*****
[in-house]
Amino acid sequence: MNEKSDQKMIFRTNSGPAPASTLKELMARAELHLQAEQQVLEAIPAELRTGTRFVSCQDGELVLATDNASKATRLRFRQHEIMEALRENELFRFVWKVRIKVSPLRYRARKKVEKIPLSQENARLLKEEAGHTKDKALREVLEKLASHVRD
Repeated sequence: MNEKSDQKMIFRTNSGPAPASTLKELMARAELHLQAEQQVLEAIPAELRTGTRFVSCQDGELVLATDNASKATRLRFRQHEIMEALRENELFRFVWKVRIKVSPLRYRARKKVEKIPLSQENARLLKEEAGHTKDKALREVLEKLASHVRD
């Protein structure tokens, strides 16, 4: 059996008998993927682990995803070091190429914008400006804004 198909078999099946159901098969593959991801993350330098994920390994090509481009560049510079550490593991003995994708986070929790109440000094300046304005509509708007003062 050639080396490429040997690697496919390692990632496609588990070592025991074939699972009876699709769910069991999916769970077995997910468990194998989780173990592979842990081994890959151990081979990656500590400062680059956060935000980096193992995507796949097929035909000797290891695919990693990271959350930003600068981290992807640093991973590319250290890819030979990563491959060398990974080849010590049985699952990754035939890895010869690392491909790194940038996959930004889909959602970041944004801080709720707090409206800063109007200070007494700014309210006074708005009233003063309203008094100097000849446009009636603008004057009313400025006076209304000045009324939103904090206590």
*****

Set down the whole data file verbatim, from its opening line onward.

[in-house]
Amino acid sequence: MNEKSDQKMIFRTNSGPAPASTLKELMARAELHLQAEQQVLEAIPAELRTGTRFVSCQDGELVLATDNASKATRLRFRQHEIMEALRENELFRFVWKVRIKVSPLRYRARKKVEKIPLSQENARLLKEEAGHTKDKALREVLEKLASHVRD
Repeated sequence: MNEKSDQKMIFRTNSGPAPASTLKELMARAELHLQAEQQVLEAIPAELRTGTRFVSCQDGELVLATDNASKATRLRFRQHEIMEALRENELFRFVWKVRIKVSPLRYRARKKVEKIPLSQENARLLKEEAGHTKDKALREVLEKLASHVRD
């Protein structure tokens, strides 16, 4: 059996008998993927682990995803070091190429914008400006804004 198909078999099946159901098969593959991801993350330098994920390994090509481009560049510079550490593991003995994708986070929790109440000094300046304005509509708007003062 050639080396490429040997690697496919390692990632496609588990070592025991074939699972009876699709769910069991999916769970077995997910468990194998989780173990592979842990081994890959151990081979990656500590400062680059956060935000980096193992995507796949097929035909000797290891695919990693990271959350930003600068981290992807640093991973590319250290890819030979990563491959060398990974080849010590049985699952990754035939890895010869690392491909790194940038996959930004889909959602970041944004801080709720707090409206800063109007200070007494700014309210006074708005009233003063309203008094100097000849446009009636603008004057009313400025006076209304000045009324939103904090206590």